Co-produced by Austin Rogers.
In the post-pandemic years of 2021 through 2023, commercial real estate (with the exception of the office sector) enjoyed an almost uniformly strong environment characterized by rising occupancy and strong rent growth.
At the tip of the pyramid in terms of strength is industrial real estate.
According to a December 2023 report by CommercialEdge, in-place rents for industrial real estate rose 7.4% year-over-year, while the national vacancy rate of 4.6% remained unchanged from November.
That is the highest level of rent growth and lowest vacancy rate of any major sector of commercial real estate!
The strongest region of the country has undoubtedly been Southern California, where rent growth still registered in the low double-digits in December, while the Midwest saw the lowest level of rent growth at 3-5% YoY.
This year is not expected to be as strong as 2022 or 2023, but industrial still remains arguably the hottest sector of CRE. Here’s an excerpt from that CommercialEdge report:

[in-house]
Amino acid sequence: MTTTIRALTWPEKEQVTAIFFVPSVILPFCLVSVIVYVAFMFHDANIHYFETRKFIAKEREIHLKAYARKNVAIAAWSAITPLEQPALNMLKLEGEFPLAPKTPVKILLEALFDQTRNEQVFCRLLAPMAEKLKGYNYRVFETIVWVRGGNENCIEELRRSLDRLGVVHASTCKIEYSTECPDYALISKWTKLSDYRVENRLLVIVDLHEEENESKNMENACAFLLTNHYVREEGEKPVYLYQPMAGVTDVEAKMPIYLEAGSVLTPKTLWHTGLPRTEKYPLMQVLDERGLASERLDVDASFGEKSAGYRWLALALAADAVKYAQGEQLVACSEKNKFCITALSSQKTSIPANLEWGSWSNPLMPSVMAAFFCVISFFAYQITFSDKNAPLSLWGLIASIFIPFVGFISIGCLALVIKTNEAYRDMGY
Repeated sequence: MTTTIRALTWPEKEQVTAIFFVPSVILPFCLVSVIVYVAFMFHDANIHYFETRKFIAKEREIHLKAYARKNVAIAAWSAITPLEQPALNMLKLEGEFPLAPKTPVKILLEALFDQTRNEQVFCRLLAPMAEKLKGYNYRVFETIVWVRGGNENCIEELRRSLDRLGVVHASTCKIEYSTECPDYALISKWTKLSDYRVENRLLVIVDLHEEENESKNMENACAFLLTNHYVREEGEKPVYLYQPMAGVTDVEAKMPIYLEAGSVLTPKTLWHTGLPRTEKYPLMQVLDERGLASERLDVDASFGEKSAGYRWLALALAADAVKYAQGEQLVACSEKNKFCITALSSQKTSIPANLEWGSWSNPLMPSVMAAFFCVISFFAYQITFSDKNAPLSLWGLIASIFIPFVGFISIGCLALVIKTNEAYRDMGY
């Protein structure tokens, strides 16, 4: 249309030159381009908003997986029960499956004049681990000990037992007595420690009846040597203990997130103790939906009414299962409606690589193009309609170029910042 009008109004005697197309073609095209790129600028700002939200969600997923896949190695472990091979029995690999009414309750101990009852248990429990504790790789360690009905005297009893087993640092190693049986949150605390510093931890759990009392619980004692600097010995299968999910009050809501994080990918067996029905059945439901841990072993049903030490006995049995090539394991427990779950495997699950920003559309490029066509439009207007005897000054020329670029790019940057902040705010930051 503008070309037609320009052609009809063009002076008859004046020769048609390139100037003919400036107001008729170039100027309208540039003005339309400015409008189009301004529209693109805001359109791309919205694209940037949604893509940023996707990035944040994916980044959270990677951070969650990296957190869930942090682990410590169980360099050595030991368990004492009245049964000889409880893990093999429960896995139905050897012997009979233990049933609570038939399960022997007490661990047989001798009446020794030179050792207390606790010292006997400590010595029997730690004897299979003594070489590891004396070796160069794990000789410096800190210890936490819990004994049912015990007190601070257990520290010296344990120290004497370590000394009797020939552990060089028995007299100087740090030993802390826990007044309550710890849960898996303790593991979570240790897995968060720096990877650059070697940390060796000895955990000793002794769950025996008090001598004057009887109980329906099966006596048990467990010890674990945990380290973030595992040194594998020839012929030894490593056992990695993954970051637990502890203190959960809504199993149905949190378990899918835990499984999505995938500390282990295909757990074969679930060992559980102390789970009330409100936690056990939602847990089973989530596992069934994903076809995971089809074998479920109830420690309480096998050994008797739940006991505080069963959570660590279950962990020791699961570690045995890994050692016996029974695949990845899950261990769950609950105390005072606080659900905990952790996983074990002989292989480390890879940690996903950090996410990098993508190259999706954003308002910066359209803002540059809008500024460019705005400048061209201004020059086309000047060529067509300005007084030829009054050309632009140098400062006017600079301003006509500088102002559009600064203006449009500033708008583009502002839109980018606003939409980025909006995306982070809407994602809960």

“In 2024, rental rate growth will cool, and vacancy rates will climb, with the impact of record levels of new supply working its way through the market.”
However, despite record levels of new supply being delivered, it’s important to realize that this surge in supply is a temporary phenomenon. Developers started a big wave of industrial projects in 2021 and 2022 during the period of high rent growth and low interest rates, but in 2023, construction starts plummeted.
To quote CommercialEdge again: